I must mention here that I learned of the Bernina Express through The Man in Seat 61, a resource gem if you're at all interested in train travel (throughout the world).  We've been following The Man's train-travel advice for years -- he tells you how and when and what connections are most efficient or what detours are worthwhile; when is 1st-class worth the price difference and when is it not; how to get the best value for your money, sometimes by buying your ticket through a slightly different approach. He also guided us through last year's travel from Venice to Zagreb.

But now it's time to go plan a more modest adventure, one that will take us by foot or by bike to a table in some welcoming restaurant not far from the Mediterranean where we'll enjoy some seasonal specialty or other for lunch. Drink a glass or two of wine. And surely a long afternoon nap as we enjoy a quiet place to ourselves for the first time in over a week (We're hardy enough travellers, we think, for a mid-60s couple, but it's been tiring, and a few of those nights in the different beds were sleepless ones). Then the Wee Italian will be home from daycare, trailing her Papa behind her (he's doing pick-up today; our turn next week).  So I'm not sure how much time I'll have for responding to comments, but I welcome and love reading them . . .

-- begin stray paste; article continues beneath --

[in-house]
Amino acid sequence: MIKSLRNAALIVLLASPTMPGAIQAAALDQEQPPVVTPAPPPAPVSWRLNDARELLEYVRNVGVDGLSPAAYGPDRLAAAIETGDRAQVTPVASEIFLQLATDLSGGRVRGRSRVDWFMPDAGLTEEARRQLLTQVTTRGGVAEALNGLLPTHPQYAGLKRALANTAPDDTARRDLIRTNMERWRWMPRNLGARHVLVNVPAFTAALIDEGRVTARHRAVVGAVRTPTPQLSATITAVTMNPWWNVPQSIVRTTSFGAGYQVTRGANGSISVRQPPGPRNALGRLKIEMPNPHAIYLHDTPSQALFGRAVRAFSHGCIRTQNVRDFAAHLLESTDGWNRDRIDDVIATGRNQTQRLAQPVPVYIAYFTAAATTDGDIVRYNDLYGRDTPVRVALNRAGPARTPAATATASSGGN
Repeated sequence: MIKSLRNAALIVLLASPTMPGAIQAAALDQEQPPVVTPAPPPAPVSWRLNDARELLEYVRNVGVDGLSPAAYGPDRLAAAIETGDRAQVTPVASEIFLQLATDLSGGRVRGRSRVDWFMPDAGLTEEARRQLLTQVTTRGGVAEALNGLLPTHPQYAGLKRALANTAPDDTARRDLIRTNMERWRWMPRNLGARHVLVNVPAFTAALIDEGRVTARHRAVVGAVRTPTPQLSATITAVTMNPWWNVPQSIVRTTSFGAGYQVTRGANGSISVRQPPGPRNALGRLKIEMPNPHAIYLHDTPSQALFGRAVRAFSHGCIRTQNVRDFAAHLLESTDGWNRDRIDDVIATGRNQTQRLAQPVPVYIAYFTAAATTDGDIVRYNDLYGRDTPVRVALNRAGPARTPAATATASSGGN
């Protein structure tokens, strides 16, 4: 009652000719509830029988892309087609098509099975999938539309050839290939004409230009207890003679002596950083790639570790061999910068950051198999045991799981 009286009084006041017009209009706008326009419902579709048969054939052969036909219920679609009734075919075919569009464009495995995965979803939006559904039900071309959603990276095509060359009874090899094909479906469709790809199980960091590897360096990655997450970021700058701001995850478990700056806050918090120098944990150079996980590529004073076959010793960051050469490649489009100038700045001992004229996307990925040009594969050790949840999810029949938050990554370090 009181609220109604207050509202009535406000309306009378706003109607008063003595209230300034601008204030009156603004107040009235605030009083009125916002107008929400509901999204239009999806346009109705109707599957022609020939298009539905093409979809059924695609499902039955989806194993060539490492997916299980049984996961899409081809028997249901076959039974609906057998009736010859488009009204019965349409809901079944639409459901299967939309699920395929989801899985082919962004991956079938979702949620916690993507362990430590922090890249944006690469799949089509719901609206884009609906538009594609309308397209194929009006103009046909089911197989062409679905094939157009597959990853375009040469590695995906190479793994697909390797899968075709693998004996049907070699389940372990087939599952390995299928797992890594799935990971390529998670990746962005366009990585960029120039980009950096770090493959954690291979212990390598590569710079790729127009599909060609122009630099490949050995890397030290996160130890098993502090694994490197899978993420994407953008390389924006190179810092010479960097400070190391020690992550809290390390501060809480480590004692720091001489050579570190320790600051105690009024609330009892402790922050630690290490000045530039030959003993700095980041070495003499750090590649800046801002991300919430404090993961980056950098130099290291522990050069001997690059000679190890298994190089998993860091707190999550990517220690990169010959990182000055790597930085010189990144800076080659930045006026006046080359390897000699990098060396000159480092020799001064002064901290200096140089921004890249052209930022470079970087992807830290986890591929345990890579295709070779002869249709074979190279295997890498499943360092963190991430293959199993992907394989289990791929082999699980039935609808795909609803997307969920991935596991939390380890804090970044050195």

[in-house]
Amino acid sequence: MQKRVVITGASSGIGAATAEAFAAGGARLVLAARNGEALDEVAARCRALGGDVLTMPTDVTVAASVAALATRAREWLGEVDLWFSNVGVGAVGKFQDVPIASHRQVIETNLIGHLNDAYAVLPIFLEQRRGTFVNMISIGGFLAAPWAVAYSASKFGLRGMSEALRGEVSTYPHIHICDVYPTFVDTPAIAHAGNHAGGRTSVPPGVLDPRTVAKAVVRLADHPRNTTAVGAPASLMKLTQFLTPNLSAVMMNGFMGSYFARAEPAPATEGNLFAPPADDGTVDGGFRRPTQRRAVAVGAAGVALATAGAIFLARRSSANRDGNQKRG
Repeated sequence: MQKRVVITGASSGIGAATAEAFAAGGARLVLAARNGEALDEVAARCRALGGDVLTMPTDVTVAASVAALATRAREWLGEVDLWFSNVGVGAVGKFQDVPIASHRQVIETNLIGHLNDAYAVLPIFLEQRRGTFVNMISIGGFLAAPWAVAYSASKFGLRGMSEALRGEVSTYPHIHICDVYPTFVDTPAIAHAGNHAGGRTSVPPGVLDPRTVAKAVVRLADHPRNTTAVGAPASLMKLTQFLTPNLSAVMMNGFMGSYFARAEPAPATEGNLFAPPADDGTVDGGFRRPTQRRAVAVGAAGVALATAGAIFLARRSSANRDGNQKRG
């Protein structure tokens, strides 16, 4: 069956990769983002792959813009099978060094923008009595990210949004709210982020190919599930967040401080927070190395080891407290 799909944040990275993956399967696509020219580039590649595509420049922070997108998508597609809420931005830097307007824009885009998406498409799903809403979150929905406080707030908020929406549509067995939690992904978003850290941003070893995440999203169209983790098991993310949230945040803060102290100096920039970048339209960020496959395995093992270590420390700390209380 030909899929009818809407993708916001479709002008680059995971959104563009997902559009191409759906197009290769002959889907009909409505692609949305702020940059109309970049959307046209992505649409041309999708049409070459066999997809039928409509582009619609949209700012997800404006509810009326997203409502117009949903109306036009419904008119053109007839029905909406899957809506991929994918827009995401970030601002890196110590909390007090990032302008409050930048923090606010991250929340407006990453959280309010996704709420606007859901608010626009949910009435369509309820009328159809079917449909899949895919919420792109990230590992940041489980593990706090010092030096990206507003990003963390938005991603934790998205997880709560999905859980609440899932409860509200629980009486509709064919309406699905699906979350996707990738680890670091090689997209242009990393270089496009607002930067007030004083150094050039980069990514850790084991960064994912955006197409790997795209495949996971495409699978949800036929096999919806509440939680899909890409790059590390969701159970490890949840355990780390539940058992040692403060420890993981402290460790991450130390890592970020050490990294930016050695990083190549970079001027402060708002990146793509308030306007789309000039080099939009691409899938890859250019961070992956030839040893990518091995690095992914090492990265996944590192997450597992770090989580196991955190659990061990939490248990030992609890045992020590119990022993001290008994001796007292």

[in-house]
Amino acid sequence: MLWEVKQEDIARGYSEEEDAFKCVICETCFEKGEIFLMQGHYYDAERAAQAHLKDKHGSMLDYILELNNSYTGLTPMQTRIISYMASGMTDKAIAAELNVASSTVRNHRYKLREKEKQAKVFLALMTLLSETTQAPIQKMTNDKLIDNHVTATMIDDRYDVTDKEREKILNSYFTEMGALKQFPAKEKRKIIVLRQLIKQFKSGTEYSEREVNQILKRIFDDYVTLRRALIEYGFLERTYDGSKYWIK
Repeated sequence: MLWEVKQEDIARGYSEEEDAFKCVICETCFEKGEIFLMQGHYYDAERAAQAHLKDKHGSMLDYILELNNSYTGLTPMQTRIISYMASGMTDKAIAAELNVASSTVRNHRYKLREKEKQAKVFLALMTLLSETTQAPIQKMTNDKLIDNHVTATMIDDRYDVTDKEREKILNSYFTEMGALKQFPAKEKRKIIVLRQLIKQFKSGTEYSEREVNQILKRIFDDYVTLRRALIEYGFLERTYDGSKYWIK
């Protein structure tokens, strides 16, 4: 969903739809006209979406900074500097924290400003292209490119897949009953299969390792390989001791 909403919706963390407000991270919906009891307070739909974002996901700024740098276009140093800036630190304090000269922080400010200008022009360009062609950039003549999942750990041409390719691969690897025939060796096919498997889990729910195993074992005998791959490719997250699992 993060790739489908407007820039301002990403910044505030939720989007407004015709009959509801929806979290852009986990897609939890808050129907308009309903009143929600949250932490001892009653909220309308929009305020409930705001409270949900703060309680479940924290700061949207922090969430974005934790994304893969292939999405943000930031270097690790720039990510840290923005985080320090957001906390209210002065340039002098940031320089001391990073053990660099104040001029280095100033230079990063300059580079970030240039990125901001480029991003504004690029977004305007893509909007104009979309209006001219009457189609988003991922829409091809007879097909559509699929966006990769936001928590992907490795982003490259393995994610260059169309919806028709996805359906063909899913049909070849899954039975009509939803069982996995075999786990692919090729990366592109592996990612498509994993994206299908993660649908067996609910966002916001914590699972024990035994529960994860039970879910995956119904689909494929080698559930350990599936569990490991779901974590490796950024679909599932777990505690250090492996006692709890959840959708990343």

A dopo . . . 



27 comments:

  1. How very exciting. Train travel is a wonder and definitely one of my favourite travel methods when in another country. The time to muse and dream is part of the deal to me. I have bookmarked the link to the man in seat 61 because I am sure he will be able to guide me to plan my trip to Samarkand. What a time you are having!

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    1. I thought of Samarkand as soon as Frances mentioned Seat 61, which I often dream over!

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    2. You two MUST do this Samarkand romp together, really! ;-)